Press Centre

This Time Next Year

  • Episode: 

    1 of 6

  • Transmission (TX): 

    Tue 10 Apr 2018
  • TX Confirmed: 

    Yes
  • Time: 

    8.00pm - 9.00pm
  • Week: 

    Week 15 2018 : Sat 07 Apr - Fri 13 Apr
  • Channel: 

    ITV
  • Status: 

    Returning
The information contained herein is embargoed from all Press, online, social media, non-commercial publication or syndication - in the public domain - until Tuesday 3 April 2018.
 
Series overview
 
Davina McCall hosts the new series of the life-transforming programme This Time Next Year.
 
Featuring extraordinary people from around the UK who will share with viewers what they pledge to change in their life by ‘This Time Next Year’.  Over the course of 12 months they’ll aim to fulfil their dreams of losing weight, meeting an unknown family member, having children, or finally realising a lifelong personal ambition. 
 
Their transformations will appear instantaneous using the programme’s ‘time travel’ style format. Once each pledge is made, the contributor will leave the studio ready to begin their challenge but just moments later will reappear completely transformed one year later, hopefully revealing a brand new them. 
 
Episode 1
 
In the first episode of the new series Davina meets parents Charlotte and Nathan and their daughter, four month old Olivia, who was born profoundly deaf. Charlotte and Nathan are determined Olivia will lead a normal life and hope that she will receive cochlear implants which will allow her some form of hearing. Their dream is for Olivia to hear them call her by her name for the first time and to be able to communicate with her. 
 
Stephanie Hill, aged 22, from Sheffield went to her first ever beauty pageant with a friend and now holds the title of Miss Hope Valley. Despite being at university studying radiotherapy and oncology, Stephanie’s dream is to be crowned Miss England before she graduates.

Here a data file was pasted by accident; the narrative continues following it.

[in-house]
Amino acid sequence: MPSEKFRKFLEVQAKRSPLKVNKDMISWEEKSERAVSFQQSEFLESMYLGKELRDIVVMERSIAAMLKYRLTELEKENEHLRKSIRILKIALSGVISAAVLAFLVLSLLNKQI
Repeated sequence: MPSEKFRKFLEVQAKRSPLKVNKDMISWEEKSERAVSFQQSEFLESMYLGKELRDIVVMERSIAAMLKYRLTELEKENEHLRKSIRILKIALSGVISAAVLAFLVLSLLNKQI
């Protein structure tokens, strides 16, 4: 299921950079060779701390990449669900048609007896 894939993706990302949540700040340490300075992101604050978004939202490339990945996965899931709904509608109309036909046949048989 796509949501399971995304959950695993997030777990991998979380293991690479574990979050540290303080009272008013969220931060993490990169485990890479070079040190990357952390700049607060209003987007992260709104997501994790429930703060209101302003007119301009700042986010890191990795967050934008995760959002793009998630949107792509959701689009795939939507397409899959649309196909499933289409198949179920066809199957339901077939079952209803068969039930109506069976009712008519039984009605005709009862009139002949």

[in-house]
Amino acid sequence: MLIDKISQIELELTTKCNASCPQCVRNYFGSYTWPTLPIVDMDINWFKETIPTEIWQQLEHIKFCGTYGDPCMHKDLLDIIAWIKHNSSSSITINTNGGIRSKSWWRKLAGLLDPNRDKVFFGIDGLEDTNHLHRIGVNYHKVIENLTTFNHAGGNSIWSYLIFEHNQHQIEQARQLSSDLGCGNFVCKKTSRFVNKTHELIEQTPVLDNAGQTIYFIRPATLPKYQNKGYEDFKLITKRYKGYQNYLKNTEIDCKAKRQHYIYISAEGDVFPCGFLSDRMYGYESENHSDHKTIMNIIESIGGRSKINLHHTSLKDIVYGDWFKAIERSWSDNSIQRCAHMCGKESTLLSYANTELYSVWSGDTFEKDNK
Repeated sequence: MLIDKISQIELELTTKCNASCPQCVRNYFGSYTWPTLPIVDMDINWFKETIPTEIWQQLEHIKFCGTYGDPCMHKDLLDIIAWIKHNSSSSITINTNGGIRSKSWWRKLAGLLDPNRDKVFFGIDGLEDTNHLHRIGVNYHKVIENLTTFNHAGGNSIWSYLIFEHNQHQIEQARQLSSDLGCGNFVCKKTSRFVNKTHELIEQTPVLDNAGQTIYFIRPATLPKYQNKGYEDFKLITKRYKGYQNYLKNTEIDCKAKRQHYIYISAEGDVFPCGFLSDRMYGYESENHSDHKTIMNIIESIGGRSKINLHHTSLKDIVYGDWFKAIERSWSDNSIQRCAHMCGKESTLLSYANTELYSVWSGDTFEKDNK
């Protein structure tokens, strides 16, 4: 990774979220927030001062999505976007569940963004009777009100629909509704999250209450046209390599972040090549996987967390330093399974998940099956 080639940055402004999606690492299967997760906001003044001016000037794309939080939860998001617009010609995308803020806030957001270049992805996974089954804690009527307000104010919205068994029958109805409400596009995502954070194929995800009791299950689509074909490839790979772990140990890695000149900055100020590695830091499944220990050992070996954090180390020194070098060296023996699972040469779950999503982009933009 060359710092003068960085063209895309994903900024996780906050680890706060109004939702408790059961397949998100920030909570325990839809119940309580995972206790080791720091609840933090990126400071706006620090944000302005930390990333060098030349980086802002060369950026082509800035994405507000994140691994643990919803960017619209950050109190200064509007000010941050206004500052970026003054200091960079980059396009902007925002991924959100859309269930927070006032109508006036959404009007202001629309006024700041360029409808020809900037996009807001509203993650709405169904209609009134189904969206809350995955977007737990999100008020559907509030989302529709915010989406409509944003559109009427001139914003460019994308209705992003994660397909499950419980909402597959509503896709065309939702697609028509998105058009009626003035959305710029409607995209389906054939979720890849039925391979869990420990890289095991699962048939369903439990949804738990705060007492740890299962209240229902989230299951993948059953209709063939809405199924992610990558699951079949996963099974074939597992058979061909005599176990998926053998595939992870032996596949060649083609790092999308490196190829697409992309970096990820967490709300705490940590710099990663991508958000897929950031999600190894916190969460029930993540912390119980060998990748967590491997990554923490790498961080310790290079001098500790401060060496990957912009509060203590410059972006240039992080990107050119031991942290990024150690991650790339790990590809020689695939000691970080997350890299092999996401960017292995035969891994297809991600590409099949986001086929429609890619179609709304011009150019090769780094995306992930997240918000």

Mother and daughter Nichole and Laura from Nottingham are very close and share the same likes and interests - food and prosecco! They are both almost 20 stone and after Nichole lost her mother and Laura her grandmother, the pair decided to finally lose weight and take better care of themselves. They want to lose a huge 15 stone between them so have a tough year ahead. 
 
Couple Sarah-Lee and David from Peterborough have been together for five years but after trying for a baby for two years the couple discovered they could not conceive naturally.  In 2016, they attempted a round of ICSI treatment but it unfortunately failed. This year, having exhausted all their NHS funding options, the couple hope to receive military funding, as David is in the army, for a second round of ICSI treatment. Their dream is to have a baby of their own in a year’s time. 
 
In 2012, Jayne Hardman’s dog bumped her nose but the swelling didn’t go down. It wasn’t until 2014 that she was diagnosed with a rare autoimmune disease that eats away at body tissue. To her horror, Jayne’s nose slowly collapsed, and she was unable to breathe through it. Jayne hates looking in the mirror and is too self conscious to go out alone as she sometimes receives nasty comments. This Time Next Year, Jayne hopes that her condition will finally be in remission so she can get a prosthetic nose, feel like her old self again and have the confidence to go out on her own. 
 
Q and A with This Time Next Year host Davina McCall
 
What can viewers expect from this series of This Time Next Year?
 
“So this next series has got a really big variety of goals set by people, we have got quite a few medical goals which have been really interesting, we’ve had a young girl who wants to have her first sleepover but her illness has made it impossible for her to do that. We’ve also got somebody who, through an autoimmune illness, her nose disappeared into her face and she wants to be able to go outside again and not feel self conscious and she was really amazing. It was quite a harrowing story, so really different stories this time.”
 
Were there any stories that particularly stood out for you?